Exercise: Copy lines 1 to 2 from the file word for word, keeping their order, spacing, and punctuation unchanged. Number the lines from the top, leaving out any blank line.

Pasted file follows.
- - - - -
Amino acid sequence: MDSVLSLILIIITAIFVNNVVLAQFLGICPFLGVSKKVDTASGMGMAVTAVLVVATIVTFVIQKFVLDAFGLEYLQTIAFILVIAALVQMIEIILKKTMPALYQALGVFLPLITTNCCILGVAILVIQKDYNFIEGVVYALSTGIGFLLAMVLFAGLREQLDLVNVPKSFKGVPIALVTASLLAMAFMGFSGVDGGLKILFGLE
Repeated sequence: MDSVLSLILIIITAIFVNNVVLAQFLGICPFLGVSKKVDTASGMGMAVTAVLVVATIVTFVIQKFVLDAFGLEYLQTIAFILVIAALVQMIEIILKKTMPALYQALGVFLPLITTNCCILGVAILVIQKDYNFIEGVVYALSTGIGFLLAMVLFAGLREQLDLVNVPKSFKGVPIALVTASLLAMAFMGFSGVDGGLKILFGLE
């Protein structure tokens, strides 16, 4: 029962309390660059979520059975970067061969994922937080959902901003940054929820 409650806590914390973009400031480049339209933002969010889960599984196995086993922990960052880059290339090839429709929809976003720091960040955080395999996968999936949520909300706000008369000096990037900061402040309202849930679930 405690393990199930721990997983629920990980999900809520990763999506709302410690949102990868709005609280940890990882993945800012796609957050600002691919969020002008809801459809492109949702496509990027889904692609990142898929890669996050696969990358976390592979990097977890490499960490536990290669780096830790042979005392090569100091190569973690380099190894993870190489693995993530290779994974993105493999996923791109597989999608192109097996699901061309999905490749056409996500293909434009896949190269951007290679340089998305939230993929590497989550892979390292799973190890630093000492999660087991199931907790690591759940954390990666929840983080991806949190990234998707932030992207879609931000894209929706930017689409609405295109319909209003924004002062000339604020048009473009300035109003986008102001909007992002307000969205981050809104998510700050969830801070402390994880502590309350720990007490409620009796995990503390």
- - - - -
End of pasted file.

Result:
Amino acid sequence: MDSVLSLILIIITAIFVNNVVLAQFLGICPFLGVSKKVDTASGMGMAVTAVLVVATIVTFVIQKFVLDAFGLEYLQTIAFILVIAALVQMIEIILKKTMPALYQALGVFLPLITTNCCILGVAILVIQKDYNFIEGVVYALSTGIGFLLAMVLFAGLREQLDLVNVPKSFKGVPIALVTASLLAMAFMGFSGVDGGLKILFGLE
Repeated sequence: MDSVLSLILIIITAIFVNNVVLAQFLGICPFLGVSKKVDTASGMGMAVTAVLVVATIVTFVIQKFVLDAFGLEYLQTIAFILVIAALVQMIEIILKKTMPALYQALGVFLPLITTNCCILGVAILVIQKDYNFIEGVVYALSTGIGFLLAMVLFAGLREQLDLVNVPKSFKGVPIALVTASLLAMAFMGFSGVDGGLKILFGLE